The sun shines on the Mendenhall Wetlands State Game Refuge on Jan. 31. According to forecasters, Monday is likely the last sunny day Juneau will see for the rest of the week as a snow event that’s forecasted to start Tuesday will give way to rain and warming temperatures during the back half of the week. (Dana Zigmund/Juneau Empire)

Flakes forecasted for February

New storm follows a very wet January

This season has delivered for fans of winter weather, and more snow and cold is on tap for Juneau this week.

According to Cody Moore, meteorologist for the National Weather Service in Juneau, a weak front setting up over the panhandle coupled with a cold system over northwest Canada is creating the perfect setup for a stream of moisture fueled by the Gulf of Alaska to fall on the City and Borough of Juneau.

Falling temperatures Monday and Tuesday mean the capital city will likely see snow rather than rain at least for the first portion of the event.

Moore said the storm could drop 4 to 8 inches of snow on the area Tuesday night into Wednesday, before heavy rain and warming temperatures return later in the week.

“Tuesday will start mainly dry,” Moore said, adding that temperatures that started dropping Monday will continue to fall Tuesday. He said to expect temperatures in the mid-20s when the snow begins to fall.

“The snow will start Tuesday night and continue on Wednesday with the heaviest Tuesday night through Wednesday morning before it tapers off, then turns to rain,” he said.

Moore said meteorologists at the Juneau weather station are still refining the forecast and don’t know for sure when the change over from snow to rain will happen.

[Much of Alaska is a childcare desert]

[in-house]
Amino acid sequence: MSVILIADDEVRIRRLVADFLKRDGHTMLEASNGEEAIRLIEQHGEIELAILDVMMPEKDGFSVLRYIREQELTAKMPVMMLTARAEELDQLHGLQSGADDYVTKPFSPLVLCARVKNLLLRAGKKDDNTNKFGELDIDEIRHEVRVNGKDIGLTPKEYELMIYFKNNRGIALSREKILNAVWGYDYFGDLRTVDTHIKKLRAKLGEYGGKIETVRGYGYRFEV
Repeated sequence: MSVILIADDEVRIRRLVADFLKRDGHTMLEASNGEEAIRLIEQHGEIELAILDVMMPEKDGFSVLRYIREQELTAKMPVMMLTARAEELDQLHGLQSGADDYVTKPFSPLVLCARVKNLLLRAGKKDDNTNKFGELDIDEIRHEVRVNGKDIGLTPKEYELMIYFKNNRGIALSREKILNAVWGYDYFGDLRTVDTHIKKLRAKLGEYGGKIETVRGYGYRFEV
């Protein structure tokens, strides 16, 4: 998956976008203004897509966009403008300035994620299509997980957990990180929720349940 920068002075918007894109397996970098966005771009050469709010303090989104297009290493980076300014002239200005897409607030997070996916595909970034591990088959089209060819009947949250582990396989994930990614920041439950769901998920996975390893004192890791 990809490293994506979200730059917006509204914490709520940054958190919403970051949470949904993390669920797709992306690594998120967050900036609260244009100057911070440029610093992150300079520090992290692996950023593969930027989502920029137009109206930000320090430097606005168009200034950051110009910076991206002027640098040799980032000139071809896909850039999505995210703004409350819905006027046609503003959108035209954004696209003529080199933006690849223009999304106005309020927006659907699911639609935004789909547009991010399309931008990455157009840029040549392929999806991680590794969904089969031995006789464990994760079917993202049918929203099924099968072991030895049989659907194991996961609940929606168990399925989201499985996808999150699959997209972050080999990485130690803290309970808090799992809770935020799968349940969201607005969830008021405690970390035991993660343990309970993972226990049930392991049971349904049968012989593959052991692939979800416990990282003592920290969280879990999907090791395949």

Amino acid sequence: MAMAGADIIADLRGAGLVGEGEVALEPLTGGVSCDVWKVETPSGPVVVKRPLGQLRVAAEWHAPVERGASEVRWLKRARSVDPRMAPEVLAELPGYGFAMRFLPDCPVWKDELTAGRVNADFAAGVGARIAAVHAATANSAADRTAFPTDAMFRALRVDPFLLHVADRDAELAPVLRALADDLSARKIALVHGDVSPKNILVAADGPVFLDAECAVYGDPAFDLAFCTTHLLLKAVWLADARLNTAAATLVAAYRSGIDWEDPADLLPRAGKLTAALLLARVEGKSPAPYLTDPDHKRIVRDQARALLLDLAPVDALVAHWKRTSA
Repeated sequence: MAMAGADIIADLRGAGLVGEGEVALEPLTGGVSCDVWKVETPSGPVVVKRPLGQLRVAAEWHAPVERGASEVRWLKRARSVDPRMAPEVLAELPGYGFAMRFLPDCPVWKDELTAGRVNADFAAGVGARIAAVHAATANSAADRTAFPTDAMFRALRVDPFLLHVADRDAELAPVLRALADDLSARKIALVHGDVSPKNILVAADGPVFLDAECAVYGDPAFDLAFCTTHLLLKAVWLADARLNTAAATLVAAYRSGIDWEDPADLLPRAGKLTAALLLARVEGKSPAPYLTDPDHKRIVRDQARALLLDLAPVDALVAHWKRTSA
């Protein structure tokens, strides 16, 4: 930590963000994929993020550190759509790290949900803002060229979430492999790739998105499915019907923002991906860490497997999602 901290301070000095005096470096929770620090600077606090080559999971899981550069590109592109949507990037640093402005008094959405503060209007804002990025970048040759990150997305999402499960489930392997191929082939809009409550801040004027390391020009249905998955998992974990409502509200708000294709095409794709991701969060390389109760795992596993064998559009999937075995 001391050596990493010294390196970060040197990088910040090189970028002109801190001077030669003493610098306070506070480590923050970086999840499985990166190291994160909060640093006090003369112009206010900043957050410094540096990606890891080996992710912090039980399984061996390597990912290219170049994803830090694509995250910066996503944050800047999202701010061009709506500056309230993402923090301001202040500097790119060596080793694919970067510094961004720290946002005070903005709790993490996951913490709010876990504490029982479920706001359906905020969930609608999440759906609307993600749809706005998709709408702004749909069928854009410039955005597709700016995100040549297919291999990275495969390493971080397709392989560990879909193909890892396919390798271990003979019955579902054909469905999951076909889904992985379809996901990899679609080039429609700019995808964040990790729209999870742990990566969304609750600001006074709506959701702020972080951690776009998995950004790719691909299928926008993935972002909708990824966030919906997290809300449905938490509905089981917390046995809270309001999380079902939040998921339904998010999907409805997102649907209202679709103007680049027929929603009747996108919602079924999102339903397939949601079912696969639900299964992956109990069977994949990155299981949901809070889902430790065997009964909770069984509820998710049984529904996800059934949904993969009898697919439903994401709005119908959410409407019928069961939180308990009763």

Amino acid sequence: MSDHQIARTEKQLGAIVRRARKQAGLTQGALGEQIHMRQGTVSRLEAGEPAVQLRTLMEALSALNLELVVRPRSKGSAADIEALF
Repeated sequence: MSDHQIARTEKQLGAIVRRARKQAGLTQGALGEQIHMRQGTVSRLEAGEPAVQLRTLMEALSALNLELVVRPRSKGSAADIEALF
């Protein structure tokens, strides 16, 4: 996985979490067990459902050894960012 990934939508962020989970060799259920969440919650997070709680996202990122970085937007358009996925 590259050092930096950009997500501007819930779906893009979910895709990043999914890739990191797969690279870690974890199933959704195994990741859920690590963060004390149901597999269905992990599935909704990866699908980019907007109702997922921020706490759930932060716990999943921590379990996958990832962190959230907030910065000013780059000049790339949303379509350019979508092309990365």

“It could become an icy mess,” Moore said.

Moore said that the snow that will fall is likely to be wet, heavy and difficult to move.

“Take care of it sooner than later,” Moore advised for those who need to shovel driveways, decks and walks. “Travel will be difficult Wednesday morning.”

Wet January

This storm follows an exceptionally wet January that included back-to-back snowstorms followed by a warming that delivered rain and created icy roadsclosing schools, businesses and offices.

“It’s not official yet, but we’ve had one of the wettest January’s on record,” Moore told the Empire in a Monday afternoon phone interview.

Moore explained that meteorologists determine the liquid precipitation measure by melting the snow to see how much liquid it holds.

According to Moore, 81.6 inches of snow has fallen at the Juneau International Airport as of mid-day Monday.

“That’s our average snowfall for the season,” Moore said, adding that if the winter season ended today, this would be the city’s 13th snowiest season since officials started keeping records in the 1940s.

[A different kind of cabin fever]

“If we already have our seasonal average in three months, that’s pretty impressive,” Moore said.

In addition, Moore said that the area around the airport gets slightly less snow than other parts of town — such as downtown, Douglas Island and the back of the Mendenhall Valley, where the most snow typically falls.

Moore said that 118 inches of snow has already fallen near the weather service office, located in the back of the Mendenhall Valley — making this the second snowiest season since forecasters started keeping records for the area about 20 years ago.

How to prevent frozen water pipes

As temperatures dip this week, water pipes could be at risk of freezing and bursting.

“If your water pipes are not properly insulated or maintained, you could be at risk of being without running water during a freeze-up or a pipe bursting and causing flooding and damage to your home or business,” read a Monday morning news release from CBJ.

To prevent frozen water pipes, CBJ suggests:

— Leaving a pencil-thin trickle of water running in the sink to keep water circulating

— Ensuring crawl space vents are closed and pipes are properly insulated

— Checking all heat tapes to be sure they are plugged in and functioning

— Turning off hose bibs, disconnecting any hoses, and making sure they are adequately insulated

If you encounter a problem and need your water turned off, call 907-586-0393 Monday-Friday, 8 a.m. to 4:30 p.m. or 907-586-2165 after hours. In an emergency, call 907-586-0393.

City workers can’t thaw frozen pipes, but a plumber or contractor may be able to help, according to CBJ.

• Contact reporter Dana Zigmund at or 907-308-4891.

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